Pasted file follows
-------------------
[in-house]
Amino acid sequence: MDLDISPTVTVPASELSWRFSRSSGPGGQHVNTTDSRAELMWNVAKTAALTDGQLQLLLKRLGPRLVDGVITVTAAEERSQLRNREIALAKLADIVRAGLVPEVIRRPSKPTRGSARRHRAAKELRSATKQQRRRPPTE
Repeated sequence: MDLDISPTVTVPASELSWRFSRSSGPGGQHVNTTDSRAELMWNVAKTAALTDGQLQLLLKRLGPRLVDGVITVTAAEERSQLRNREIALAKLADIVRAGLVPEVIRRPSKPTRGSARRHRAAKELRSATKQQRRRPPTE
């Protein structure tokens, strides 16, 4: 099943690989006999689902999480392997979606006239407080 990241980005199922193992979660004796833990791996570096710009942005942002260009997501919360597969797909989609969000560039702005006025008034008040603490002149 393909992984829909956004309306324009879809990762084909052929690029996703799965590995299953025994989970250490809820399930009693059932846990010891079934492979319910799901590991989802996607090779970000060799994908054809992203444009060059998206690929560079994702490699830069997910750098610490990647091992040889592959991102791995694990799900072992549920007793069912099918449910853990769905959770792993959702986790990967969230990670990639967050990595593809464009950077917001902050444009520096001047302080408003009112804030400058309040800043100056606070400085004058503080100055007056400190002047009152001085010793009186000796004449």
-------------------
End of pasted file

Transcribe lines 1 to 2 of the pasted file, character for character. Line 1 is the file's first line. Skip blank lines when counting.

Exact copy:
[in-house]
Amino acid sequence: MDLDISPTVTVPASELSWRFSRSSGPGGQHVNTTDSRAELMWNVAKTAALTDGQLQLLLKRLGPRLVDGVITVTAAEERSQLRNREIALAKLADIVRAGLVPEVIRRPSKPTRGSARRHRAAKELRSATKQQRRRPPTE